Going back to NCTracks…
One can surmise that, because Judge McGuire dismissed the entire lawsuit and did not keep CSC as a party, Judge McGuire opined that CSC is an agent of DHHS. But there is a possibility that the providers sue in OAH and an ALJ determines that OAH is not a proper venue for CSC. Then what? Back to Superior Court and/or Business Court?
Why do you have to exhaust your administrative remedies? It does seem too burdensome to jump through all the hoops.
The rationale behind requiring parties to exhaust their administrative remedies is that those entities (such as OAH) that hear these specialized cases over and over and develop an expertise to decide the certain esoteric matters that arise under their jurisdiction. Also, the doctrine of separation of powers dictates that an agency created by Congress should be allowed to carry out its duties without undue interference from the judiciary.
For example, Judges Don Overby and Melissa Lassiter, ALJs at the NC OAH have, without question, presided over more Medicaid cases than any Superior Court Judge in the state (unless a Superior Court is a former ALJ, like Judge Beecher Gray). The thinking is that, since Overby and Lassiter, or, ALJs, generally, have presided over more Medicaid cases than the average judge, that the ALJs have formed expertise in area. Which is probably true. It cannot be helped. When you hear the same arguments over and over, you tend to research the answers and form an opinion.
So there is the “why,” what about the exceptions?
There are exceptions to the general rule of having to exhaust your administrative remedies that may or may not be present in the NC tracks case. If you ask me, exceptions are present. If you ask Judge McGuire vis-à-vis his Order, there are no exceptions that were applicable.
One such exception to the general rule that you must exhaust your administrative remedies is if bringing a case at the informal administrative level would be futile. If you can prove futility, then you are not required to exhaust your administrative remedies. Another exception is if you are requesting monetary damages that cannot be awarded at the administrative law level.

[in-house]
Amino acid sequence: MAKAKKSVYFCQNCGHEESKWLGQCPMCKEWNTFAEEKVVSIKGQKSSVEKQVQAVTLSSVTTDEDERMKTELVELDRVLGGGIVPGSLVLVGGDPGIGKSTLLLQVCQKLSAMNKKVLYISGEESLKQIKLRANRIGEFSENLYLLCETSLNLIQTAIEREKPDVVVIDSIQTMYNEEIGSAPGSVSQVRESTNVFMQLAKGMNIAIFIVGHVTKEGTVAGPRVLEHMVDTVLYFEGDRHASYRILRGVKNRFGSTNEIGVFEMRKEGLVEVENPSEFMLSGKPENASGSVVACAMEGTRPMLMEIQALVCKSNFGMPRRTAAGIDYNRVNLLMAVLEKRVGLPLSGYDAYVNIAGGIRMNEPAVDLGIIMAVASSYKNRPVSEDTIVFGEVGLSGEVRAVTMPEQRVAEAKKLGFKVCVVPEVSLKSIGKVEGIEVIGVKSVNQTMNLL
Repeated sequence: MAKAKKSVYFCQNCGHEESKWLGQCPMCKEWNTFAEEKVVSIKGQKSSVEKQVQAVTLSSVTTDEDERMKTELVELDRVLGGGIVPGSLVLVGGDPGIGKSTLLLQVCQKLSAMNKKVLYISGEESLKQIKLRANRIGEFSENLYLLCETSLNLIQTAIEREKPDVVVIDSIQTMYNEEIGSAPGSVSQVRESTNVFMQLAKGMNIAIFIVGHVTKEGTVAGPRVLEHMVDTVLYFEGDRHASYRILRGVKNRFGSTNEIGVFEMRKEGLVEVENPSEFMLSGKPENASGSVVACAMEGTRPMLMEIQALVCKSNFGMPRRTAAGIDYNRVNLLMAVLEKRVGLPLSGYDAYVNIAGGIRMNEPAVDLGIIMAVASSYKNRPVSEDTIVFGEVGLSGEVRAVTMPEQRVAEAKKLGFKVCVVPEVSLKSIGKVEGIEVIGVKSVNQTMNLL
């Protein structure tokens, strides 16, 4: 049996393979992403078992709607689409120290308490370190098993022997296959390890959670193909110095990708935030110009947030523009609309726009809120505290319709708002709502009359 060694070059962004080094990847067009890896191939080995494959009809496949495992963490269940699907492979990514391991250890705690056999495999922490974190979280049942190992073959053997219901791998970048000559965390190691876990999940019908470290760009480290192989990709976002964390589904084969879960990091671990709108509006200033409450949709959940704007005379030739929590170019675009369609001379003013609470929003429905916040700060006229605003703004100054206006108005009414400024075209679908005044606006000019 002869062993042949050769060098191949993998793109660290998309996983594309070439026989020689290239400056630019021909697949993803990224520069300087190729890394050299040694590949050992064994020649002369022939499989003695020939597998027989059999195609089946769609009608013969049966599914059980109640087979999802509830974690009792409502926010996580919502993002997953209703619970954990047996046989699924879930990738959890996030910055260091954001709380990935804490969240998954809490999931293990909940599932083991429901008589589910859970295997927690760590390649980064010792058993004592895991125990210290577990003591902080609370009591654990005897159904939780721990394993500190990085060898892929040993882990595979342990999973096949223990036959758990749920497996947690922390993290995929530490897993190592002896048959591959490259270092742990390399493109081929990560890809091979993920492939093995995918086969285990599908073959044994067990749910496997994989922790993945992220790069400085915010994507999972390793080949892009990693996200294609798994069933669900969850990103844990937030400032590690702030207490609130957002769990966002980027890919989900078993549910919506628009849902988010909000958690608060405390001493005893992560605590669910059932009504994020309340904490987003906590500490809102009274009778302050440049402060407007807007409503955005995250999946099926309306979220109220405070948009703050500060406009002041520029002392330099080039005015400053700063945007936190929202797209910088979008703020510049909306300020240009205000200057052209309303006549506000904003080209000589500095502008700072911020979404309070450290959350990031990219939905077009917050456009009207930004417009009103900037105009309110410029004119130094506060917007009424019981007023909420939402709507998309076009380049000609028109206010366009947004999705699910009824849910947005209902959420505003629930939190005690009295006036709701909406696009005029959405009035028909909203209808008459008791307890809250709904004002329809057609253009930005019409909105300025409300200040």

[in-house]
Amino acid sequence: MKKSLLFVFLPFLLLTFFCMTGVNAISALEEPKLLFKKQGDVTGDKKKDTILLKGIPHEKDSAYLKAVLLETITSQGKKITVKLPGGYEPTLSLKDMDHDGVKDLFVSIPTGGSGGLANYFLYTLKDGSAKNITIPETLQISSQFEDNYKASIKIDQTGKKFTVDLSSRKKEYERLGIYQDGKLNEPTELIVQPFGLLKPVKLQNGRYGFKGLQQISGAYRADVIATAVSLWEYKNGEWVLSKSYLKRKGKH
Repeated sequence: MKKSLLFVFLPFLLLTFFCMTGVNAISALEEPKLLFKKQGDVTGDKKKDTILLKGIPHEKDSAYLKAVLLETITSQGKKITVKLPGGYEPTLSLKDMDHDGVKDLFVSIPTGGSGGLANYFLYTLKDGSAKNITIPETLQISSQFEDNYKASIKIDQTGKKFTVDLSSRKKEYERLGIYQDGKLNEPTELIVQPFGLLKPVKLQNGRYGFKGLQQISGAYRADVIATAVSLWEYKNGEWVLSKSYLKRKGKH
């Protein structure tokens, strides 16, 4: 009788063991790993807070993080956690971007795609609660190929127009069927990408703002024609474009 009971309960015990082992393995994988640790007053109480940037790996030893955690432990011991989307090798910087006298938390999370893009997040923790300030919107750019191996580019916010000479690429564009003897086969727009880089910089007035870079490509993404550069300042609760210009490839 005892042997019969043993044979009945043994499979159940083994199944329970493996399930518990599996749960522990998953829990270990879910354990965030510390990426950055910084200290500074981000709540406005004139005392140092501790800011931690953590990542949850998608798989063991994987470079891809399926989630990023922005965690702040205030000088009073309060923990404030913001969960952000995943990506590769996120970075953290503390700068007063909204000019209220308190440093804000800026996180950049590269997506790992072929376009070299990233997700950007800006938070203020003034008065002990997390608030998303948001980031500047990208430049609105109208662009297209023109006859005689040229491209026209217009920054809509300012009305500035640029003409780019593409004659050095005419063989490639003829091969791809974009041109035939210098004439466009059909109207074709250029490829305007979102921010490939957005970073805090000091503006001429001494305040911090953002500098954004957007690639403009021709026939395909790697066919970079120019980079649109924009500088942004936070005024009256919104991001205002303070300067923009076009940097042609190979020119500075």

Where the administrative remedy is inadequate, a plaintiff is not required to exhaust that remedy before turning to the courts. Shell Island, 134 N.C. App. at 222. The burden of establishing the inadequacy of an administrative remedy is on the party asserting inadequacy. Huang v. N.C. State Univ., 107 N.C. App. 110, 115 (1992).
What DHHS argued, in order to have the case dismissed for lack of subject matter jurisdiction, and Judge McGuire agreed with, is:
that adequate administrative remedies exist for all health care providers when NCTracks improperly denies claims.
This holding is not without questions.
Some providers re-bill denied claims over and over. There is a question as to when do you appeal? The first denial? The second? The Fourteenth? At which point do you accept the denial from NCTracks as a “final agency decision?” Do you use the “3 strikes and you’re out” rule? Do you give NCTracks a mulligan? Or do you wait until NCTracks “fouls out” with a 6th denial?
Another question that remains hanging in the wake of the NCTracks dismissal is how will providers handle the sheer volume of denials. Some providers receive voluminous denials. Some RAs can be hundreds of pages long.
Let’s contemplate this argument in a hypothetical. You run a nephrology practice. The bulk of your patients are Medicaid (90% Medicaid, although 50% are dual eligible with Medicaid/Medicare). You have approximately 500-700 patients, who come see your doctors because they are in need of dialysis. You know that if a person does not receive dialysis that there is a chance that the person can enter Stage 5 (end stage renal disease) and die quickly. However, upon July 1, 2013, when NCTracks went live, you stopped receiving Medicaid payments completely. Do you stop accepting and treating your Medicaid patients? Obviously you do not stop accepting Medicaid patients? But your practice cannot sustain itself. Even if you continue to treat Medicaid patients, at some point, you will be out of business, failing to meet payroll, and being forced to involuntarily not treat your patients.
Your patients in need of dialysis come to the office 3x per week. A single hemodialysis treatment typically costs up to $500 or more — or, about $72,000 or more per year for the typical three treatments per week.